Though Millennials are a generation of information seekers and seem to always be plugged in, the result is that we can easily skew information and not fully understand the true implications of what we are exposed to in the media. When prompted with the question of “Why should Millennials care about IHL?”, the answer is simple: we are exposed to wartime conflicts more so than any other generation before us was from the media, meaning it is important that we understand the protections granted under IHL. It is imperative that we understand that what we see in the media is not always legal, not only because the rules of war are important but also because they may be vital to the strangers we see gracing our Snapchat stories an ocean away. As Millennials, we watch snippets about life on the frontlines on our Facebook timelines and then sit down and relax to Game of Thrones, all while forgetting that there are rules of war that, in effect, help shape the conflicts of our day. Though we are a generation known for our overexposure, we are also one of great conviction- a similar conviction that was found in the creation of the Geneva Conventions decades ago.

International Youth Day: Carolyn’s Powerful Survival Story

August 12 is International Youth Day! And the American Red Cross is celebrating our young partners like Carolyn Strzalka, President of the Red Cross Club at the University of Michigan. Carolyn is a blood recipient, a donor and a Red Cross volunteer.

Here’s Carolyn’s Inspiring Story:

Carolyn-Strzalka In high school I was an active student. I volunteered regularly at a local animal shelter and organized local food donation drives in addition to working hard on my studies. As varsity soccer captain, I ate healthy and exercised, making sure to take care of my health. So when I turned 18 and started experiencing sharp abdominal pains I knew something was not right.

When my doctor told me that I needed to have my gall bladder removed two days before moving into my college dorm I was nervous I would miss out on all the welcome week activities. As a stubborn 18 year old, I adamantly told him that after my cholecystectomy I would be going off to college. He explained to me the surgery was an out-patient surgery and I should be recovered enough to partake in any non-strenuous activities. But the day after I moved into my dorm room I knew something was not right. After not being able to keep any food down and almost fainting walking back to my dorm room I called my mom and asked her to take me to the hospital.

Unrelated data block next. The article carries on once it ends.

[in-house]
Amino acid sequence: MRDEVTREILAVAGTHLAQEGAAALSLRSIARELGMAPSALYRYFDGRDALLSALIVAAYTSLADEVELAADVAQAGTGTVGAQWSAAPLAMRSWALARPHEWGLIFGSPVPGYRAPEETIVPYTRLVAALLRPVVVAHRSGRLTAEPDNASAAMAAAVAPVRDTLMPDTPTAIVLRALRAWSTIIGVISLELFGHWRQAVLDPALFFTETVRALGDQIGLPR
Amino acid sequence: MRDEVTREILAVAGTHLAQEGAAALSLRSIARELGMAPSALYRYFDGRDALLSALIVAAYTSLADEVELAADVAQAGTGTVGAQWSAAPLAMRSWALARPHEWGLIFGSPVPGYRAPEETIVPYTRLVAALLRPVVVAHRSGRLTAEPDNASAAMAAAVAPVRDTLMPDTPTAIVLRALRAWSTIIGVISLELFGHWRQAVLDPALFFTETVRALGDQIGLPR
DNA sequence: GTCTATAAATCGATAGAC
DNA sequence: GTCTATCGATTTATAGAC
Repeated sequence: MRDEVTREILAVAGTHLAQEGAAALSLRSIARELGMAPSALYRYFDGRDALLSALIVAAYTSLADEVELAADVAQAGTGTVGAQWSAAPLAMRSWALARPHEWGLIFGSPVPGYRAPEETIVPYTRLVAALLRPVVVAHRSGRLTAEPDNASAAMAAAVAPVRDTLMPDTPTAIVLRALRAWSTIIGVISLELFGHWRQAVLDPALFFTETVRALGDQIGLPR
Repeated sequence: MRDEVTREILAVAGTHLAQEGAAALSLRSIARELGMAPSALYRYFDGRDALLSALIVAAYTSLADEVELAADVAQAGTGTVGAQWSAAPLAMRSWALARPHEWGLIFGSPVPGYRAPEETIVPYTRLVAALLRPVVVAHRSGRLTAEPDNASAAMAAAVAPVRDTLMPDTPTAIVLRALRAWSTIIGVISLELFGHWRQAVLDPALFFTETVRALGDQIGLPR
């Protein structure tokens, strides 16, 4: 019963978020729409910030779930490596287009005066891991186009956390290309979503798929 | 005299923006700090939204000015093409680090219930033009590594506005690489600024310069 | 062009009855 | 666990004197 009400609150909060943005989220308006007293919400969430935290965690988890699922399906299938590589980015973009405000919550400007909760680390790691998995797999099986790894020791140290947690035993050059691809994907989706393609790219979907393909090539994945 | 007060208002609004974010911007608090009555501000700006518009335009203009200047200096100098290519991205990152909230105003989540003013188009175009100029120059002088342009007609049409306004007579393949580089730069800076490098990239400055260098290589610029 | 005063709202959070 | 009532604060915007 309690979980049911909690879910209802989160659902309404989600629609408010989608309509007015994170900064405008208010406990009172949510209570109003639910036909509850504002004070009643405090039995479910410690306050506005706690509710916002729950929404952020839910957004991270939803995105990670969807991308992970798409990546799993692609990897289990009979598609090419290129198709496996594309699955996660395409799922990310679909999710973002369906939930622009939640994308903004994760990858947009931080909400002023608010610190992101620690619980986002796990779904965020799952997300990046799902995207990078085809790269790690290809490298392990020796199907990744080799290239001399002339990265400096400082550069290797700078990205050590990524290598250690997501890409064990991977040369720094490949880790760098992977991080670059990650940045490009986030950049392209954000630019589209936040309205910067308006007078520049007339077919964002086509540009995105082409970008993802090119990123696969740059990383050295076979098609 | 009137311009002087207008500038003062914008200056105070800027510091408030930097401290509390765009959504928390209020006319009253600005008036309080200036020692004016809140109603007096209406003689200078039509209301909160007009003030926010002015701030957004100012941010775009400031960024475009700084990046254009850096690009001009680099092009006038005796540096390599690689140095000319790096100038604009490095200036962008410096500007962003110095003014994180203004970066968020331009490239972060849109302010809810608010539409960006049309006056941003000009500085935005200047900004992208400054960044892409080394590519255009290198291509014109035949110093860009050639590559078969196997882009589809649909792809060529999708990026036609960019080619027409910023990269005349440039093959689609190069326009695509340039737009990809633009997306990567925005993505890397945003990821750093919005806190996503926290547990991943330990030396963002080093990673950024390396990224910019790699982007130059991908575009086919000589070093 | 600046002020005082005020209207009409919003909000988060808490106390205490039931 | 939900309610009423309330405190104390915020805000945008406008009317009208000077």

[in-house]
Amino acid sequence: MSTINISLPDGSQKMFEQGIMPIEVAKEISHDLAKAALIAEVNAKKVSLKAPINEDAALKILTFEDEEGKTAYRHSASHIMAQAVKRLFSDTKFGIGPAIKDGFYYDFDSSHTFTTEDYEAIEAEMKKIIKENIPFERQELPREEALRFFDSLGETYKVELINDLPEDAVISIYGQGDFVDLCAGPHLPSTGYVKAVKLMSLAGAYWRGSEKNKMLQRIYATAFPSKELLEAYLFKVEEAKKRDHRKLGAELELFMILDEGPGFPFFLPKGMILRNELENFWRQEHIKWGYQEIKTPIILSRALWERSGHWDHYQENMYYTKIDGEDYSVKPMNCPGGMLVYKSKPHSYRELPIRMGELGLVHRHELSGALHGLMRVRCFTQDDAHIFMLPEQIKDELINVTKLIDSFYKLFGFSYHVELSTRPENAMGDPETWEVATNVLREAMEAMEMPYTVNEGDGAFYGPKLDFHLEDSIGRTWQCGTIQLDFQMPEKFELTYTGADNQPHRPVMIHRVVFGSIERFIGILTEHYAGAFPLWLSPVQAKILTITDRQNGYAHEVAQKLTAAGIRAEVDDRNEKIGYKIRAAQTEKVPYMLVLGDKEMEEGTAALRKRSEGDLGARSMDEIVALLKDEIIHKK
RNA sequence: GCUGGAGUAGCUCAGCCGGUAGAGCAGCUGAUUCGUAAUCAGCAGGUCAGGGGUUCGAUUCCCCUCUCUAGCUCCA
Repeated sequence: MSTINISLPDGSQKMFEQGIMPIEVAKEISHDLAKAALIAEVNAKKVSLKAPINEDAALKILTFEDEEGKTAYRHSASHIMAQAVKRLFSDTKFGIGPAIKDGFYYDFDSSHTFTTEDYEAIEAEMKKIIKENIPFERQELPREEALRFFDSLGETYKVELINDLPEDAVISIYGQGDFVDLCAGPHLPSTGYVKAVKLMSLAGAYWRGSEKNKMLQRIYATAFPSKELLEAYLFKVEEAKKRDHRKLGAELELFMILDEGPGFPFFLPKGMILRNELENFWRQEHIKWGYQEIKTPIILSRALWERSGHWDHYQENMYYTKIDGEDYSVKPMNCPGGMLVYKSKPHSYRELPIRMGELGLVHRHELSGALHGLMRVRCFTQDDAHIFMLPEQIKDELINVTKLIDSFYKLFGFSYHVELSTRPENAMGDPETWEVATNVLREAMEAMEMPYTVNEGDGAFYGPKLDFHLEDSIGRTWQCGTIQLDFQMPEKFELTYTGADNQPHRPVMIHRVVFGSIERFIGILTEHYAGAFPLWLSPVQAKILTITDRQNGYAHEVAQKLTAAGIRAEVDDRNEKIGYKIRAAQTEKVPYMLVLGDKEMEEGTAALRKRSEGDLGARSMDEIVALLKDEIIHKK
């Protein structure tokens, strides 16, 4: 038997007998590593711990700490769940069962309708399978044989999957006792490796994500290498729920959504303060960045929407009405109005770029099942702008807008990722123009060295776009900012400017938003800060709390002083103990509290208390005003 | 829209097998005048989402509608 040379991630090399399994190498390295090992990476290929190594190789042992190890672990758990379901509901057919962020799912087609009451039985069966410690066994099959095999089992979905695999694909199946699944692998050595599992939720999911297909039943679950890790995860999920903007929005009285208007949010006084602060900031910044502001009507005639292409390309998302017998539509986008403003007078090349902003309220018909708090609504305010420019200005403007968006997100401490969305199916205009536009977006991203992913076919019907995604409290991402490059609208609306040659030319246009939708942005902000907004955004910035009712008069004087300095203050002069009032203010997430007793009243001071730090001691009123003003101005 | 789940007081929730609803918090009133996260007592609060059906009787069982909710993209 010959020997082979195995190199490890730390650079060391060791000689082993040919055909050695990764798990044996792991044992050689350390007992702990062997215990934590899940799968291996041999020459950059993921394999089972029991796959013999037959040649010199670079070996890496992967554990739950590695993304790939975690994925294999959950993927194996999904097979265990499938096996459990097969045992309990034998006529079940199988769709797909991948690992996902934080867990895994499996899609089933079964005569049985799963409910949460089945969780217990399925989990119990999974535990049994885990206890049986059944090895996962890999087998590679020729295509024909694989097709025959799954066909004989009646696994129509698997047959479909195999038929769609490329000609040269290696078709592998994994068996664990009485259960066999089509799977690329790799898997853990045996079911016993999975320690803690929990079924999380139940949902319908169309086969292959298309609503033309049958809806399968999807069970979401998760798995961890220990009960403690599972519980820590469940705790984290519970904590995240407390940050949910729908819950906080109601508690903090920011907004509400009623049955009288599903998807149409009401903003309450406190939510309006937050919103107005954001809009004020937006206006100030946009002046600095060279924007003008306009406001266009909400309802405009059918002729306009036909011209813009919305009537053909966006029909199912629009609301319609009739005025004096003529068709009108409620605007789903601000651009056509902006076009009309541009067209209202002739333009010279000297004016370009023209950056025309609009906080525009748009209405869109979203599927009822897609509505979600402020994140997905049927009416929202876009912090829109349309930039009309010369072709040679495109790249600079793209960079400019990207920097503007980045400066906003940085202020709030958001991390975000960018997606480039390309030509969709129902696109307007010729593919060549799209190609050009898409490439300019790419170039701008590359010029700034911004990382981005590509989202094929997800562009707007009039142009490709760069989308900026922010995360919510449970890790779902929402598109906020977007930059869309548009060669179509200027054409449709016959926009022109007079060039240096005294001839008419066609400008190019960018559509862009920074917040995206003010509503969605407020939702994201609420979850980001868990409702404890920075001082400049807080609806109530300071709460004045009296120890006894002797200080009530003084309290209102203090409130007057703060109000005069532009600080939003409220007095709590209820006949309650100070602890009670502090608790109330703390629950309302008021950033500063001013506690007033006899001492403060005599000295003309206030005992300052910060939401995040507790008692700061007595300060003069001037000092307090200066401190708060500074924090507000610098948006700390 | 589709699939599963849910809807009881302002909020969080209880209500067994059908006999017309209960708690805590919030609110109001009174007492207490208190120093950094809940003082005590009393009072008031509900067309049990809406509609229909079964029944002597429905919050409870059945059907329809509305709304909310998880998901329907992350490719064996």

In the emergency room, the physicians told my parents that there was a very low chance that I would survive. I had been internally bleeding into my stomach for 3 days and my red blood cell levels were at a third of what they should have been. He suggested I receive two blood transfusions, but cautioned my parents that it may already be too late. Fortunately, the blood transfusions saved my life.

I am beyond thankful for the blood donors whose donations have allowed me to be alive today. These donors have a special place in my heart because I have type O negative blood and can only receive blood from other type O negative people.

After this experience I wanted to give back to blood donors who helped save lives like mine. However, after receiving a blood transfusion you are not able to donate blood for a year. So I began volunteering at blood drives to let people know how much their donation meant to people like me. While volunteering I got to hear inspiring stories about why other people donated blood, including stories from people who donate blood every 56 days. After experiencing the need for blood donations first hand, I now am inspired to donate every 56 days as well.

How to Get Involved:

Join Carolyn by choosing to make a difference in your community this summer with the Red Cross, either through blood donation, taking a babysitting class or volunteering. You can find more ways to get involved at RedCrossYouth.org. #ChooseYourDay

Dakota Bradley Named Ambassador for Red Cross Fire Mission

After losing his childhood home in a house fire at the age of 15, singer/songwriter Dakota Bradley has a personal connection to those who know all too well what the fire takes from people.  Growing up in St. Louis, MO, Bradley moved to Nashville, TN at the age of 16 after his family lost everything in a house fire. This life-changing experience is the inspiration behind Bradley’s passion to partner with the American Red Cross and to serve as an Ambassador for our home fire campaign to reduce fire deaths and injuries by 25%.